1. [72]
    At paragraph 155, Dr Moyle states: 

“Underlying all this, I do not see any evidence that this man is motivated to learn about his personality weaknesses, his vulnerabilities to aggression and sexual aggression in the interests of being a safe member of society even if subject to supervision and monitoring.”

  1. [73]
    At paragraph 156: 

“Questions remain. Is individual motivational interviewing a strategy to assist him to explore the process of change and will he be brave enough to address the acknowledged violence potential? If committed, attending a Cognitive Self-Change Program might be a step towards gaining motivation to explore sexual elements. I can see the sense in these approaches.”

  1. [74]
    And at paragraph 157:  

“It seems therefore to me that the court will need evidence of change for the better and low risk to others for a supervision order to be considered.  He remains at well above average risk of sexual reoffending.” 

  1. [75]
    Dr Moyle states: 

“...that in people I have treated, both subject to this Act or not subject to this Act, who have serious personality vulnerabilities over the years, are unlikely to respond quickly to interventions but the one thing that does seem consistent in those that do not seem to go on to reoffend is that they continue to attend appointments throughout and, whether they have breached or not, return to the care of the same person. Over a number of years gradually some can adapt to life safely in the community without indulging sexually violent urges, in that it is in their best interest not to do so, as to do so will result in a return to a less appealing lifestyle, a more injurious lifestyle, and a closely supervised and monitored lifestyle in custody.”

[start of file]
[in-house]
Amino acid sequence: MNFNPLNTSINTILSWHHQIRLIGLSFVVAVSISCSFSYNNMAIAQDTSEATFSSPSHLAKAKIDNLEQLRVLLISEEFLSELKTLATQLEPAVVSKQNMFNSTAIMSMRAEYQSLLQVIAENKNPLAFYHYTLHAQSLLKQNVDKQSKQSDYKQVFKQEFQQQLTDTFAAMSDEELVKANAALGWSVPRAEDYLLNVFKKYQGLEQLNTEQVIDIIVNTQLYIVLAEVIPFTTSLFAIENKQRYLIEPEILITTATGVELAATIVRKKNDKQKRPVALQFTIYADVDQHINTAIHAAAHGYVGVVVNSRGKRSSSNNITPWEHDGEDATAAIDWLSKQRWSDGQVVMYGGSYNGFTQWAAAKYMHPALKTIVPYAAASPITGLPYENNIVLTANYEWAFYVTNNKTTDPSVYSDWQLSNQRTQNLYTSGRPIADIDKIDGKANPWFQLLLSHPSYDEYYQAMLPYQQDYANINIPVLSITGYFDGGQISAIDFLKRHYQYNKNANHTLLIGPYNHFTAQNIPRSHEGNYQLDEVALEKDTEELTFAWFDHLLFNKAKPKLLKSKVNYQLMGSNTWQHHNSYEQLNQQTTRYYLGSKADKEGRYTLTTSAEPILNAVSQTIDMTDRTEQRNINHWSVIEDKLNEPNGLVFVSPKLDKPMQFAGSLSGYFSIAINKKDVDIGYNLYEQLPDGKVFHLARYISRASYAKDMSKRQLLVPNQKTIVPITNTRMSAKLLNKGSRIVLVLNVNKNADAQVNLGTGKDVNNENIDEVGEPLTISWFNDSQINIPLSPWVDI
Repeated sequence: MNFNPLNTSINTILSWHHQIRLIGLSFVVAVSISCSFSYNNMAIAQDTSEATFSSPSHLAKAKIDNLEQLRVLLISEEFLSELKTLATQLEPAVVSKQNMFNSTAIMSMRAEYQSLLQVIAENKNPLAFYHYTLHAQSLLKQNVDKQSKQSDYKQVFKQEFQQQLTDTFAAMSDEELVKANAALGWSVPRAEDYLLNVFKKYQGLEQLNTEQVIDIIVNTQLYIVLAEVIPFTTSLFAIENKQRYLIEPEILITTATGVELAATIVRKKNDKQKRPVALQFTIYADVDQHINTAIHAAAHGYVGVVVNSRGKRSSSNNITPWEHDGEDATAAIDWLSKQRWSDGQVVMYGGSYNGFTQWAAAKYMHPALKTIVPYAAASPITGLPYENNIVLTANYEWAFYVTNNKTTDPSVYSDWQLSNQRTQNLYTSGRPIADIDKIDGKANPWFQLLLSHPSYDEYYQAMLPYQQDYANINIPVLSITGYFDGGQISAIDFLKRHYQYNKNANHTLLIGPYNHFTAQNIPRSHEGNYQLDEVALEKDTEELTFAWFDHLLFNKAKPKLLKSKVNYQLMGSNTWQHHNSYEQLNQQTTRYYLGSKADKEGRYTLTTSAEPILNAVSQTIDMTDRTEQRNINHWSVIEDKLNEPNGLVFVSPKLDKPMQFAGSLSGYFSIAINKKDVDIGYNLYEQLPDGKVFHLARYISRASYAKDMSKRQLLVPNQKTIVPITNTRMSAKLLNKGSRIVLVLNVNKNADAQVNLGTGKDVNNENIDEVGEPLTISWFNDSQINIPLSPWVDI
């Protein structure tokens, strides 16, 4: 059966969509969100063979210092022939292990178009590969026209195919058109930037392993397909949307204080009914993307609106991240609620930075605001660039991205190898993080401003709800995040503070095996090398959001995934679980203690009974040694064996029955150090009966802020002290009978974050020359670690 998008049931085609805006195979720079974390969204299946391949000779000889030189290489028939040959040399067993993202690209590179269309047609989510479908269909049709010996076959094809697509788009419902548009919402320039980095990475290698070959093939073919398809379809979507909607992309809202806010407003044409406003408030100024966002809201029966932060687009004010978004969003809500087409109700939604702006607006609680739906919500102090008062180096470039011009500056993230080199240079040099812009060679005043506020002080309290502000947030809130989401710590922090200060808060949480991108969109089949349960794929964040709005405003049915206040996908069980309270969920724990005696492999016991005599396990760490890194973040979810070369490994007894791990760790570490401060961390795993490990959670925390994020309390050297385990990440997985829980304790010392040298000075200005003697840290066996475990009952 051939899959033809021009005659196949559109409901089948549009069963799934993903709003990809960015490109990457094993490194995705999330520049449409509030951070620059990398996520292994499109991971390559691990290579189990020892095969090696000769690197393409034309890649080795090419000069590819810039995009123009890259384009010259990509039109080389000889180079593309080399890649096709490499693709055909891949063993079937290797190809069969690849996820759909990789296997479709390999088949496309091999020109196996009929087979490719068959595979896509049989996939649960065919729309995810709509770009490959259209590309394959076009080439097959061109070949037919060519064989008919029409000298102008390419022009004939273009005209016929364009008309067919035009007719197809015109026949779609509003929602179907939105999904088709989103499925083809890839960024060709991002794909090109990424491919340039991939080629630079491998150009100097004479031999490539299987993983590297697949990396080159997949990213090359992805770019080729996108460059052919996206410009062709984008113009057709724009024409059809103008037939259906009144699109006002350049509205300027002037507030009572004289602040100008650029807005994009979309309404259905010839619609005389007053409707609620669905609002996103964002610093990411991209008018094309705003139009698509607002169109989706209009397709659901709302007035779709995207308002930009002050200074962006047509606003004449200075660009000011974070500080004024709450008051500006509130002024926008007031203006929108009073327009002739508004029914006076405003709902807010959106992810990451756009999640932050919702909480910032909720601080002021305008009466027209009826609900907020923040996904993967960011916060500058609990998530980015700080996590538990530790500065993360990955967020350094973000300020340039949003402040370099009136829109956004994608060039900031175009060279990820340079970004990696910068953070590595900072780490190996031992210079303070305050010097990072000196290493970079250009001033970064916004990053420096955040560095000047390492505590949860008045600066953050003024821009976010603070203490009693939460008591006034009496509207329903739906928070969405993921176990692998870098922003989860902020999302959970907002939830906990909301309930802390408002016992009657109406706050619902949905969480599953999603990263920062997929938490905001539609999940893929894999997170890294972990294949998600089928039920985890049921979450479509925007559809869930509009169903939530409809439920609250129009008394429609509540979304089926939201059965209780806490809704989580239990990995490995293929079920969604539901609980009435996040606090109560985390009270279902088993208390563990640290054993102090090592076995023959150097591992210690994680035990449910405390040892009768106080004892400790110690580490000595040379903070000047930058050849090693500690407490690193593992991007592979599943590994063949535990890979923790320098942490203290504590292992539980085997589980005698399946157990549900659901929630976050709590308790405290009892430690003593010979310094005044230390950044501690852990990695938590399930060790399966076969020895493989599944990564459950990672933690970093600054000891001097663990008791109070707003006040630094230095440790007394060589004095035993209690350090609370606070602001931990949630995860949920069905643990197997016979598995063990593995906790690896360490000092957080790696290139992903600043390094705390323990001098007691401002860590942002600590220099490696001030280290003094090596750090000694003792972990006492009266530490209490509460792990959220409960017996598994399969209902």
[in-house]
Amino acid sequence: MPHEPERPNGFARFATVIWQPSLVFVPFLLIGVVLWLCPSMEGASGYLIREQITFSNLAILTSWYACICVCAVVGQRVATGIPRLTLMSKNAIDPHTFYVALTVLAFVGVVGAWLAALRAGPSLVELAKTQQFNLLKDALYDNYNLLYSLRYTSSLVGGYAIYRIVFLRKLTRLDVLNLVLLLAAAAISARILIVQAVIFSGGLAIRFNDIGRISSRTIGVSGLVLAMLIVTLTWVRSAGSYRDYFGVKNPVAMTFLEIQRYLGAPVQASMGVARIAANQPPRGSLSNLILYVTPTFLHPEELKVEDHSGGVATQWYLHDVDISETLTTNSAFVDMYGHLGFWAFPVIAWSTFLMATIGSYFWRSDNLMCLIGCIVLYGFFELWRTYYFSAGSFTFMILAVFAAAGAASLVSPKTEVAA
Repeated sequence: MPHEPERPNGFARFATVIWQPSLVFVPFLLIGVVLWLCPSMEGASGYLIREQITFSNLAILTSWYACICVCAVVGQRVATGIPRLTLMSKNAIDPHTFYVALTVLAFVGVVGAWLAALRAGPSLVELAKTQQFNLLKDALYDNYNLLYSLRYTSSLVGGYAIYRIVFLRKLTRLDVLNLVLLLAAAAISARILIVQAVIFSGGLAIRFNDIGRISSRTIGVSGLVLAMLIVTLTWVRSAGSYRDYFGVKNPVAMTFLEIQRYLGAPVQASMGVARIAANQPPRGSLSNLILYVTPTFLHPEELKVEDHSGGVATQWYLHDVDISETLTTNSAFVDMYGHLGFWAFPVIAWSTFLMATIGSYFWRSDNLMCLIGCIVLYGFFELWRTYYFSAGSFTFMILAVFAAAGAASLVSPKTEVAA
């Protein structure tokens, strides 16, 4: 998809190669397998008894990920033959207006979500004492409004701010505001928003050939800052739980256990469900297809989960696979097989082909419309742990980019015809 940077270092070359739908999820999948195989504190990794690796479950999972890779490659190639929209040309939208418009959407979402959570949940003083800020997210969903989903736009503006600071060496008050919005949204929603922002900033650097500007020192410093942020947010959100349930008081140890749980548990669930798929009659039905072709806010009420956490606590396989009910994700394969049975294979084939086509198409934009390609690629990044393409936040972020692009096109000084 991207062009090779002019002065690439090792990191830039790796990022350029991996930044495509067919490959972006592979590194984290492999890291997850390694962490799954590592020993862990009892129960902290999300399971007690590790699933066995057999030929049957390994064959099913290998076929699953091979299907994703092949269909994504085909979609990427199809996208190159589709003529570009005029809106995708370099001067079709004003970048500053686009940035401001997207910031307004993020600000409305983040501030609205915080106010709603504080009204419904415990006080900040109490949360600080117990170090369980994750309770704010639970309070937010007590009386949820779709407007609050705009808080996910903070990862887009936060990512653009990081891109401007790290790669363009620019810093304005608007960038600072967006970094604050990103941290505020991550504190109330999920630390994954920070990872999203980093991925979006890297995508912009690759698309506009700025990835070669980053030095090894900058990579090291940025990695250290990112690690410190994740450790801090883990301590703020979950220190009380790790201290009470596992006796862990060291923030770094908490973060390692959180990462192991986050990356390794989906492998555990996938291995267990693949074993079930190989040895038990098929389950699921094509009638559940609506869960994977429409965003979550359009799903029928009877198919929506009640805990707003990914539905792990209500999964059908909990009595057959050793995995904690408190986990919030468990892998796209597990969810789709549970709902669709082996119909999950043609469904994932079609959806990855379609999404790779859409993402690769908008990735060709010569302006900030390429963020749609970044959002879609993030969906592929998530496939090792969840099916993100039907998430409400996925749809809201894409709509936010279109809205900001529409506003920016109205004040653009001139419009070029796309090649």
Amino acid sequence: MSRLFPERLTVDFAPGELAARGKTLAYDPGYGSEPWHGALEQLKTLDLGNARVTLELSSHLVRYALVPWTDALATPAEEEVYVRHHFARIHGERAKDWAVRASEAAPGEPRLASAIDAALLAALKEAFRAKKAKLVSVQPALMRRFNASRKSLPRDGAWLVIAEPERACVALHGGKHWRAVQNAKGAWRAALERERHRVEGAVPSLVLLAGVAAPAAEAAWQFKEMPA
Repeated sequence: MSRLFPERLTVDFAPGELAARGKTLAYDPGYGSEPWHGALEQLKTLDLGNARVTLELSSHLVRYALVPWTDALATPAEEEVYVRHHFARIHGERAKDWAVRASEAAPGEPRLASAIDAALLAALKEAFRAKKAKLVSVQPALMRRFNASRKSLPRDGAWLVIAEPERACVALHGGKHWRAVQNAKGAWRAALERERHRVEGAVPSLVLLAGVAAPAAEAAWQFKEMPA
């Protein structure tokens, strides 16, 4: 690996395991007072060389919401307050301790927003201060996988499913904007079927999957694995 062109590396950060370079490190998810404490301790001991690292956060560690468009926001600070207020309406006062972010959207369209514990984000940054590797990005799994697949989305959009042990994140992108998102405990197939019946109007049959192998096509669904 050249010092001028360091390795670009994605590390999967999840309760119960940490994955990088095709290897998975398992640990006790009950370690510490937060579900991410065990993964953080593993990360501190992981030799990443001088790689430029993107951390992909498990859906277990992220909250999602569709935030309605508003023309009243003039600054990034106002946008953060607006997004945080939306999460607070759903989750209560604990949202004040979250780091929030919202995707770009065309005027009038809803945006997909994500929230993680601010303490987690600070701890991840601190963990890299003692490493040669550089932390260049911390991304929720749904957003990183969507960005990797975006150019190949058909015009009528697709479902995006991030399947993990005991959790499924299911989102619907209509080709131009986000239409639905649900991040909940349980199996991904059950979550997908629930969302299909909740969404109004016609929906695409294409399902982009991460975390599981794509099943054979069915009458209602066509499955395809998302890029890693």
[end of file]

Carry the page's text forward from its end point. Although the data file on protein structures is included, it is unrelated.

1. [76]
    And then at paragraph 158: 

“The only meta-analysis that carefully analysed (despite the criticisms of meta-analytic studies) various modes of psychological therapies occurred many decades ago and from which have developed many approaches that are variations of cognitive behavioural therapy, because that was one of the two strategies found to show some benefit, as well as long-term analytically orientated psychotherapy. I find no mental illness requiring medical treatment.  If he had a paraphilia then we could talk with him about decreasing such paraphilic sexual drives biologically as well as psychologically but this would require a long-term treatment commitment with therapists experienced in this area.  Absent that, the only other therapeutic strategy found to be of benefit was one involving long-term psycho-dynamically orientated psychotherapy, what is generally referred to as long-term psychotherapy.  Most psychotherapists understand the principles of dynamic psychotherapy and, irrespective of the methodologies they claim to use, the formation and maintenance of a therapeutic relationship is the key therapeutic force that helps change.” 

  1. [77]
    Dr Moyle states that: 

“In my experience of people with psychotherapy, and my understanding that there’s only been one reportedly effective custodial intervention program in this regard–”

  1. [78]
    He refers to one in Scotland:

“...that closed decades ago when its time was up.  The British prison service has adopted to use many of the strategies of the program.  They adopted a long-term therapeutic approach in a consistent environment.” 

  1. [79]
    Dr Moyle states: